Turning around an ailing district hospital: a realist evaluation of strategic changes at Ho Municipal Hospital (Ghana)

B Marchal, M Dedzo, G Kegels

    Research output: Contribution to journalA1: Web of Science-article

    Abstract

    BACKGROUND: There is a growing consensus that linear approaches to improving the performance of health workers and health care organisations may only obtain short-term results. 'High commitment management' is an alternative approach, premised on the principle of bundles of balanced practices. This has been shown to contribute to better organisational performance. This paper illustrates an intervention and outcome of high commitment management (HiCom) at an urban hospital in Ghana. Few studies have shown how HiCom management might contribute to better performance of health services and in particular of hospitals in low and middle-income settings. METHODS: A realist case study design was used to analyse how specific management practices might contribute to improving the performance of an urban district hospital in Ho, Volta Region, in Ghana. Mixed methods were used to collect data, including document review, in-depth interviews, group discussions, observations and a review of routine health information. RESULTS: At Ho Municipal Hospital, the management team dealt with the crisis engulfing the ailing urban district hospital by building an alliance between hospital staff to generate a sense of ownership with a focus around participative problem analysis. The creation of an alliance led to improving staff morale and attitude, and contributed also to improvements in the infrastructure and equipment. This in turn had a positive impact on the revenue generating capacity of the hospital. The quick turn around in the state of this hospital showed that change was indeed possible, a factor that greatly motivated the staff. In a second step, the management team initiated the development of a strategic plan for the hospital to maintain the dynamics of change. This was undertaken through participative methods and sustained earlier staff involvement, empowerment and feelings of reciprocity. We found that these factors acted as the core mechanisms underlying the changes taking place at Ho Municipal Hospital. CONCLUSIONS: This study shows how a hospital management team in Ghana succeeded in resuscitating an ailing hospital. Their high commitment management approach led to the active involvement and empowerment of staff. It also showed how a realist evaluation approach could be used in the research of the management of health care organisations to explain how management interventions may or may not work.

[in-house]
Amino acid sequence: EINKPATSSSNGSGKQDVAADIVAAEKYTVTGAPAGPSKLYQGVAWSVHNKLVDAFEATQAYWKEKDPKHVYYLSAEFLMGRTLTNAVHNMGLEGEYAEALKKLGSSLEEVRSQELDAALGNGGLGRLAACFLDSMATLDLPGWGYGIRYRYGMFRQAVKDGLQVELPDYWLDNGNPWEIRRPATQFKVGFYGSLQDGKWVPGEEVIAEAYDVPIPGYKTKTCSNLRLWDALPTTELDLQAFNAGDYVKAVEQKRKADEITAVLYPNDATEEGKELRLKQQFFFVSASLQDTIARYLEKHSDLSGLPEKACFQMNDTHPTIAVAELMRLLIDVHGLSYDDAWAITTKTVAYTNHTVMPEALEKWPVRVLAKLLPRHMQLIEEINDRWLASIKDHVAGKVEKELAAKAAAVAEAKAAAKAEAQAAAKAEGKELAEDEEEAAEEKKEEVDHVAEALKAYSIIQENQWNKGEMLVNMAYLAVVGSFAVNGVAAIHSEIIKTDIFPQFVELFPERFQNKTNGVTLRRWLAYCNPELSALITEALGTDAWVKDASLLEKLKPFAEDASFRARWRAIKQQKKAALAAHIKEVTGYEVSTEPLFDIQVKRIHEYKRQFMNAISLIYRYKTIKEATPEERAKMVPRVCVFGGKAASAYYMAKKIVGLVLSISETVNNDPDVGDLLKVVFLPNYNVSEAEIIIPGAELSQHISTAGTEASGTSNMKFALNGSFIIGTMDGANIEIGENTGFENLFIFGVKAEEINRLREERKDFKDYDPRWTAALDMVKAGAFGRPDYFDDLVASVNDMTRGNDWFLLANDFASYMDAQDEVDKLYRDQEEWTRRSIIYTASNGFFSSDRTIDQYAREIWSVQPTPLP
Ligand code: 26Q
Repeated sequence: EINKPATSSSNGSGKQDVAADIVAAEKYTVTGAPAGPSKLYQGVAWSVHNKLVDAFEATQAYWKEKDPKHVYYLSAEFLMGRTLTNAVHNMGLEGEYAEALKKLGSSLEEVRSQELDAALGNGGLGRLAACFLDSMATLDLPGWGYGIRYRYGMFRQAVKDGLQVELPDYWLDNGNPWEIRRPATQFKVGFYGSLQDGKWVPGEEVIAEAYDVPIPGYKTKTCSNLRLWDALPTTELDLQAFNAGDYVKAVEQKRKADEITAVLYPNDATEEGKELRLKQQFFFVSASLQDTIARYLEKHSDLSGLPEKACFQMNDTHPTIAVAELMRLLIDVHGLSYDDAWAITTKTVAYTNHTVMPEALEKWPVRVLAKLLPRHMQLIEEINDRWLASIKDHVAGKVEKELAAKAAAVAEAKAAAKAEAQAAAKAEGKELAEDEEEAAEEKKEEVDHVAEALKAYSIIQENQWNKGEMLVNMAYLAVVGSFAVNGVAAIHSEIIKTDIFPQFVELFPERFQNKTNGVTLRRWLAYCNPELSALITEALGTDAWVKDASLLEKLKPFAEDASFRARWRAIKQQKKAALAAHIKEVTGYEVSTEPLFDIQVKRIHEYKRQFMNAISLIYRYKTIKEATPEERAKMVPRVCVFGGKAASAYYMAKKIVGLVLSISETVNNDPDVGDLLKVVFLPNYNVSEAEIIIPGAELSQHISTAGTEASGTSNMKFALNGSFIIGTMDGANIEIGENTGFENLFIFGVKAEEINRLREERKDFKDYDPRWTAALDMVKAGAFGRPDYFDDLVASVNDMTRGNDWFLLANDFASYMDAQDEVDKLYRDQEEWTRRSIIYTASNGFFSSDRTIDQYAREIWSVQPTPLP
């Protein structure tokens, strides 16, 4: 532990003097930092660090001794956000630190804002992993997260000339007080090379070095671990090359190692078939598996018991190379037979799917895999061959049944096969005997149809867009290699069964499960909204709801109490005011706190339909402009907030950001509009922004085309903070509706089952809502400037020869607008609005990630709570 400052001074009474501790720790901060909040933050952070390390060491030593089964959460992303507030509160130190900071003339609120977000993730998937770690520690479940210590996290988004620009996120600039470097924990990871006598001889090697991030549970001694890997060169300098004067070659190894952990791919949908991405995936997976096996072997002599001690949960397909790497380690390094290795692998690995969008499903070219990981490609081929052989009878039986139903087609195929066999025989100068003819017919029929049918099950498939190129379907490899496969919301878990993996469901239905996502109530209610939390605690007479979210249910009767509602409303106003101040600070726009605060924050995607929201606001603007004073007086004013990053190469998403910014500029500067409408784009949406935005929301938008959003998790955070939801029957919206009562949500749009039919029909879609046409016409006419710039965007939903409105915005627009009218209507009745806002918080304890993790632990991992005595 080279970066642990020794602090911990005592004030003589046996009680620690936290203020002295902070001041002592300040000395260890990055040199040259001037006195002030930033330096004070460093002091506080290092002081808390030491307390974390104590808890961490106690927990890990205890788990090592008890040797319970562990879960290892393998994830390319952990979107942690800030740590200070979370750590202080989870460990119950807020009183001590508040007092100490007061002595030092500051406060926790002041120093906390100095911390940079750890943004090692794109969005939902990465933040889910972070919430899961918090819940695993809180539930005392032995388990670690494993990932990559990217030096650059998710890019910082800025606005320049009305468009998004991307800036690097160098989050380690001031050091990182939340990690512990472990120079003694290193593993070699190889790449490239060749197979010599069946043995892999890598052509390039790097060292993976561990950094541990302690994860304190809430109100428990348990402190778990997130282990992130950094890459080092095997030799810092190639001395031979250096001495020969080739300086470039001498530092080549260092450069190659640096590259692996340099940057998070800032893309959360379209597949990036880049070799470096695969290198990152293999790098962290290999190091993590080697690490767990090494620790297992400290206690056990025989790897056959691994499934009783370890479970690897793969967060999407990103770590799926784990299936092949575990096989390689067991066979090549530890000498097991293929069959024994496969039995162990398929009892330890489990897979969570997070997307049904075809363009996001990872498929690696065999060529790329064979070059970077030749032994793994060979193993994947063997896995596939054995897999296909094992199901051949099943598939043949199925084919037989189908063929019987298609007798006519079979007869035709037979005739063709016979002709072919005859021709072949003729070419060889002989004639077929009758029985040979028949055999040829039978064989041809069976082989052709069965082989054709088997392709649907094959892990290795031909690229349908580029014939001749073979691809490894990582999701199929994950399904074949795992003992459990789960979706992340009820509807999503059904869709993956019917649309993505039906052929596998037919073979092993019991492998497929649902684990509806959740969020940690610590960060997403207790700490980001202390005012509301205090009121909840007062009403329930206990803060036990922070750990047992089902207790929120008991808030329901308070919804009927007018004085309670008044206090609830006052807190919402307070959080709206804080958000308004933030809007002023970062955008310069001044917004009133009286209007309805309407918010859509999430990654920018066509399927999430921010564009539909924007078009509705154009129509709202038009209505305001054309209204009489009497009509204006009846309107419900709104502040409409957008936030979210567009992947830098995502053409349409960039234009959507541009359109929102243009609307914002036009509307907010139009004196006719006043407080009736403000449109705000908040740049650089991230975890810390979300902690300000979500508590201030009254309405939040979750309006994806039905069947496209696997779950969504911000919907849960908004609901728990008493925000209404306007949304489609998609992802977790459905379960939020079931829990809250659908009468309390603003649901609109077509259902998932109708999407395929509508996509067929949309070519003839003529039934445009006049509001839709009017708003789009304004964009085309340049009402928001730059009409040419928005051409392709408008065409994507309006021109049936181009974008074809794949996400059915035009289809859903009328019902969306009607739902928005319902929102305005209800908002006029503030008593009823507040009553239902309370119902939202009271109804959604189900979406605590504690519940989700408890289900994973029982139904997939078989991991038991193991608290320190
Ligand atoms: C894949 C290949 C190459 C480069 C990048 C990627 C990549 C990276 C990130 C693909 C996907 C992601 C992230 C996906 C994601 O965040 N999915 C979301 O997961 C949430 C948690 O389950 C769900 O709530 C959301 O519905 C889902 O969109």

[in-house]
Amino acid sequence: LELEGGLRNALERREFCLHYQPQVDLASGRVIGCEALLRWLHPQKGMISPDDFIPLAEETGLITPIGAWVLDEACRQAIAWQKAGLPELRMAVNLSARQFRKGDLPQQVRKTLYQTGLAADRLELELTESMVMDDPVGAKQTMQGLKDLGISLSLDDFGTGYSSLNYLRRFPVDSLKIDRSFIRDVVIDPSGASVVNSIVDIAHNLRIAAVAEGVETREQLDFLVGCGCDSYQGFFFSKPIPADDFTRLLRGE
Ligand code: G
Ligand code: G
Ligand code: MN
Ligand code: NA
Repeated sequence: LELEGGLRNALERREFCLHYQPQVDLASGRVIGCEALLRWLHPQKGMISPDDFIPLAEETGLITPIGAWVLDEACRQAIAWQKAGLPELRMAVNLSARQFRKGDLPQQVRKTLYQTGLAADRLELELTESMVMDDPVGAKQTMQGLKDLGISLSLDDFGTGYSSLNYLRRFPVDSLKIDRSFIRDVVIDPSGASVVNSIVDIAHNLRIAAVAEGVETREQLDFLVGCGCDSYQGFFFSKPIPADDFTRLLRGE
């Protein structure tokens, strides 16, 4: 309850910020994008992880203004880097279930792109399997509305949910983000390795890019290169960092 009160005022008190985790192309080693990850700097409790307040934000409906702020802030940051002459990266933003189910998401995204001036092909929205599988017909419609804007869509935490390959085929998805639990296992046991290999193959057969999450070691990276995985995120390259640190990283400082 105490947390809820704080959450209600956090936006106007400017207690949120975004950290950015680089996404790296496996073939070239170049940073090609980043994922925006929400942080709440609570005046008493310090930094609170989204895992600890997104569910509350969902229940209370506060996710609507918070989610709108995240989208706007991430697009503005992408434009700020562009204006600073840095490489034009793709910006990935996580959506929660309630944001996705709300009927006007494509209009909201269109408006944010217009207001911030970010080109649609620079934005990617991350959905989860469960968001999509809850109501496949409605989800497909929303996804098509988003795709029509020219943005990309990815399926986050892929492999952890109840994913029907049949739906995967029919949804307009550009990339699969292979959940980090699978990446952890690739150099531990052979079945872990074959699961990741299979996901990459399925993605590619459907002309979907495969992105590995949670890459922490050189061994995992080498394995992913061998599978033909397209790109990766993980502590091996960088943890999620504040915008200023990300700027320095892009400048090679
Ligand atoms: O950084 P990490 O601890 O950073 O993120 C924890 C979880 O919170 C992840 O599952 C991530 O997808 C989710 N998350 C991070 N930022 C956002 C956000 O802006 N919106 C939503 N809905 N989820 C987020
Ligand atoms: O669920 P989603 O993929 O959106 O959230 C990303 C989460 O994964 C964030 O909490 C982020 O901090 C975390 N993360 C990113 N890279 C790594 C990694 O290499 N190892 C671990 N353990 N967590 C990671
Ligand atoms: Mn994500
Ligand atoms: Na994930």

Original languageEnglish
    JournalBMC Public Health
    Volume10
    Pages (from-to)787
    Number of pages16
    ISSN1471-2458
    DOIs
    Publication statusPublished - 2010

    Keywords

    • B780-tropical-medicine
    • Hospitals
    • Evaluation
    • Strategies
    • Management
    • Priority setting
    • Organization
    • Performance
    • Interventions
    • Commitment
    • Hospital workers
    • Motivation
    • Attitudes
    • Capacity building
    • Infrastructure
    • Empowerment
    • Ghana
    • Africa-West

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